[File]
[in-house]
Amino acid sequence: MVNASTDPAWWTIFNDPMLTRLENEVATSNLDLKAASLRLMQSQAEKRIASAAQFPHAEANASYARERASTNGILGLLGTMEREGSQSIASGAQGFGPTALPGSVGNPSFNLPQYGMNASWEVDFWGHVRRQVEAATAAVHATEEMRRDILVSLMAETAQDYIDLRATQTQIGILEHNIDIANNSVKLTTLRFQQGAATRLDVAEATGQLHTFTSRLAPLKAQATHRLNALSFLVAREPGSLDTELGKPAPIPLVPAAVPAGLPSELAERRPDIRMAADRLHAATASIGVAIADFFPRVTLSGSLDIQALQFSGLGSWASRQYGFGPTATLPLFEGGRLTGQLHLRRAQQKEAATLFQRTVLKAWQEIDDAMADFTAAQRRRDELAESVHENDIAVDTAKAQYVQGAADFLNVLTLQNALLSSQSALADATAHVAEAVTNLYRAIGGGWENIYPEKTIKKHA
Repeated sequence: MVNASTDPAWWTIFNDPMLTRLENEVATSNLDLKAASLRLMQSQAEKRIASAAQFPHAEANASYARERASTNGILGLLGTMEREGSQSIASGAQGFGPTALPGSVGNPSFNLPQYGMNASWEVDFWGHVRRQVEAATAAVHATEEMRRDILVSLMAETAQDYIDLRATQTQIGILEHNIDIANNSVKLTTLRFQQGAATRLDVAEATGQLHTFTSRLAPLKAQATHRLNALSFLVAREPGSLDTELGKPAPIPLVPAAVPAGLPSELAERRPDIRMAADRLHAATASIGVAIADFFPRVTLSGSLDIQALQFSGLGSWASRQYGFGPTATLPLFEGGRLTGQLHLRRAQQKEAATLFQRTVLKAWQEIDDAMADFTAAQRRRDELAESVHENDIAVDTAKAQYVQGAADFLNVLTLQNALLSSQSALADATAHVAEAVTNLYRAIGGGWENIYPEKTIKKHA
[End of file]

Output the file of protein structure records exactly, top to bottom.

[in-house]
Amino acid sequence: MVNASTDPAWWTIFNDPMLTRLENEVATSNLDLKAASLRLMQSQAEKRIASAAQFPHAEANASYARERASTNGILGLLGTMEREGSQSIASGAQGFGPTALPGSVGNPSFNLPQYGMNASWEVDFWGHVRRQVEAATAAVHATEEMRRDILVSLMAETAQDYIDLRATQTQIGILEHNIDIANNSVKLTTLRFQQGAATRLDVAEATGQLHTFTSRLAPLKAQATHRLNALSFLVAREPGSLDTELGKPAPIPLVPAAVPAGLPSELAERRPDIRMAADRLHAATASIGVAIADFFPRVTLSGSLDIQALQFSGLGSWASRQYGFGPTATLPLFEGGRLTGQLHLRRAQQKEAATLFQRTVLKAWQEIDDAMADFTAAQRRRDELAESVHENDIAVDTAKAQYVQGAADFLNVLTLQNALLSSQSALADATAHVAEAVTNLYRAIGGGWENIYPEKTIKKHA
Repeated sequence: MVNASTDPAWWTIFNDPMLTRLENEVATSNLDLKAASLRLMQSQAEKRIASAAQFPHAEANASYARERASTNGILGLLGTMEREGSQSIASGAQGFGPTALPGSVGNPSFNLPQYGMNASWEVDFWGHVRRQVEAATAAVHATEEMRRDILVSLMAETAQDYIDLRATQTQIGILEHNIDIANNSVKLTTLRFQQGAATRLDVAEATGQLHTFTSRLAPLKAQATHRLNALSFLVAREPGSLDTELGKPAPIPLVPAAVPAGLPSELAERRPDIRMAADRLHAATASIGVAIADFFPRVTLSGSLDIQALQFSGLGSWASRQYGFGPTATLPLFEGGRLTGQLHLRRAQQKEAATLFQRTVLKAWQEIDDAMADFTAAQRRRDELAESVHENDIAVDTAKAQYVQGAADFLNVLTLQNALLSSQSALADATAHVAEAVTNLYRAIGGGWENIYPEKTIKKHA